Could the currency be backed in some way? Not by gold or other commodities, given the instability of their prices. One approach would be to back the R5+ by bonds guaranteed by the BRICS countries. The Issuing Bank would be in charge of issuing the guaranteed R5+ bonds, at different maturities and interest rates. The currency could be freely convertible into these bonds. This arrangement would be the financial expression of the guarantee that the BRICS would give to the new currency. The CRA and NDB could play an important role in putting the currency into circulation. Not only could the R5+ be their unit of account, but loans by the NDB and currency swaps by the CRA could be denominated and paid in R5+. The NDB would also issue bonds in R5+.
The Johannesburg Summit and possible next steps
To conclude, let me address possible next steps for the BRICS in this area. A new currency is a complex issue, political and technical at the same time, and needs much further discussion. Some progress was made in the Johannesburg Summit. The Leaders’ Declaration addressed the matter of dedollarization and new payment instruments in a few significant paragraphs. They stressed, for instance, the importance of encouraging the use of national currencies in trade and financial transactions between BRICS and with other countries (paragraph 44 of the Declaration). The Leaders also tasked their Finance Ministers and/or Central Bank Governors, as appropriate, to consider the issue of local currencies, payment instruments and platforms, and report back to them by the next Summit that will be held here in Russia. Furthermore, the establishment of a BRICS Think Tank Network for Finance in 2022 and its further development and practical implementation (paragraph 47) will create a channel for these monetary and financial 3 A BRICS currency? Paper that served as the basis for speech given at the BRICS Seminar on Governance & Cultural Exchange Forum 2023, in Johannesburg, South Africa, August 19, 2023. discussions. The Declaration was not as explicit as it could have been on these issues and on a possible new currency because, so it seems, of India´s resistance, for reasons that are not entirely clear.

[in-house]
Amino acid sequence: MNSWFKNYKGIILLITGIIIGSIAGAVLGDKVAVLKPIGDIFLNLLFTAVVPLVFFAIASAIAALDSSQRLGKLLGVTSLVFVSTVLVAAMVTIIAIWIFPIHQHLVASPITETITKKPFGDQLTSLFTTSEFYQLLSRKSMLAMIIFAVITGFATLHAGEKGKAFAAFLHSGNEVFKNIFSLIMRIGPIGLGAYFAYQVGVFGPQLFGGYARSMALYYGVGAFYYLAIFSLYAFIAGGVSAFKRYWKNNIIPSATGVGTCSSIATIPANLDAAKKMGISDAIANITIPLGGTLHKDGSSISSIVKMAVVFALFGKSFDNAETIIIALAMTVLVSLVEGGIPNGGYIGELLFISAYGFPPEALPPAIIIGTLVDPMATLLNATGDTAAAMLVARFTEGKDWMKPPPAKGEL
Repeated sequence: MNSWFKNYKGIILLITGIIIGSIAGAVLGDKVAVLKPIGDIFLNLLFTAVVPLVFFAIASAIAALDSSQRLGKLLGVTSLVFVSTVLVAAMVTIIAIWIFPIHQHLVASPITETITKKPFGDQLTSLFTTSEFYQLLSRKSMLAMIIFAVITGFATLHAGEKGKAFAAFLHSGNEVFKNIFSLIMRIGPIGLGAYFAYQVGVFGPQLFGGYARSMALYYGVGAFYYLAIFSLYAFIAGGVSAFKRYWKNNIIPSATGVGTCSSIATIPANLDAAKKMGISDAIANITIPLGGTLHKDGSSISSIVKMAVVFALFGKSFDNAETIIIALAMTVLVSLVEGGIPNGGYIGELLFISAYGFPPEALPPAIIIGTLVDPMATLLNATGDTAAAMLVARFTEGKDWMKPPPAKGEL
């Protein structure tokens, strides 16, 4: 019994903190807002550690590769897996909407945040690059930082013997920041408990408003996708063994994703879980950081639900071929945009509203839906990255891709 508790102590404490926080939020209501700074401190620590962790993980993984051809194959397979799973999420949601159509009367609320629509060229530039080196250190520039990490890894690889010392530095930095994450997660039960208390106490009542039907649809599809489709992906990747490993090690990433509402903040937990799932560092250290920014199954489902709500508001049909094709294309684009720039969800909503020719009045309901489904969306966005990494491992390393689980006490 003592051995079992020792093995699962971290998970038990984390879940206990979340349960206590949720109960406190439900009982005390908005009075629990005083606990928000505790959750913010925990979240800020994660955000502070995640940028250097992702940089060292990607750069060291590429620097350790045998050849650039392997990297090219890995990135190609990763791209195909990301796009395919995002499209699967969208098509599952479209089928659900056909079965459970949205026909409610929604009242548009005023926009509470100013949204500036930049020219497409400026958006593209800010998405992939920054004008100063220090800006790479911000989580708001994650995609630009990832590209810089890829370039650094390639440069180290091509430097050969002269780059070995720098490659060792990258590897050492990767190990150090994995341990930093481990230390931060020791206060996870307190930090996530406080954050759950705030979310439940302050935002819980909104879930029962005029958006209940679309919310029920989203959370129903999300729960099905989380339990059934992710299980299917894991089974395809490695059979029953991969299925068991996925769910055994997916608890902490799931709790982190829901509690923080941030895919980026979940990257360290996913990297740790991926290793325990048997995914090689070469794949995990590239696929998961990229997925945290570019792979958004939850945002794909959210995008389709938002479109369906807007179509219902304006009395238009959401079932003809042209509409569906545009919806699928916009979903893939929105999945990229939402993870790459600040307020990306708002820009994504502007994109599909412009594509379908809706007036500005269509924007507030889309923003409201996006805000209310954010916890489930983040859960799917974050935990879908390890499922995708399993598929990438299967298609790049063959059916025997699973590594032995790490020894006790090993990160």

Be as it may, the process has been launched. In his concluding remarks in Johannesburg, President Lula stated that the Leaders had “approved the creation of a working group to study the adoption of a reference currency of the BRICS”. He added that “this will increase our payment options and reduce our vulnerabilities”.
We can assume that Russia will now establish this group of experts. I will refrain from making now any considerations as to how the group could be set up. Let´s leave that to our Russian colleagues. I say only this: it would be advisable to draw lessons from the negotiation and implementation of the CRA and the NDB. It is our good luck to have Russia presiding the BRICS in 2024 and Brazil, in 2025 – precisely he two countries that seem to be most interested in moving towards the creation of a common or reference currency. If everything runs smoothly, the BRICS may be able to take the decision to create a currency in the Summit in Russia next year. By the Summit in Brazil, in 2025, the BRICS will perhaps be able to announce the first steps towards its establishment.
 The BRICS and the financing mechanisms they created: progress and shortcomings, London: Anthem Press, 2022.
 A BRICS currency? Paper that served as the basis for speech given at the BRICS Seminar on Governance & Cultural Exchange Forum 2023, in Johannesburg, South Africa, August 19, 2023.
Paulo Nogueira Batista Jr., a Brazilian economist, is a former Vice President of the New Development Bank (NDB), from 2015 to 2017, and a former Executive Director for Brazil and other countries in the International Monetary Fund (IMF), from 2007 to 2015. E-mail: email@example.com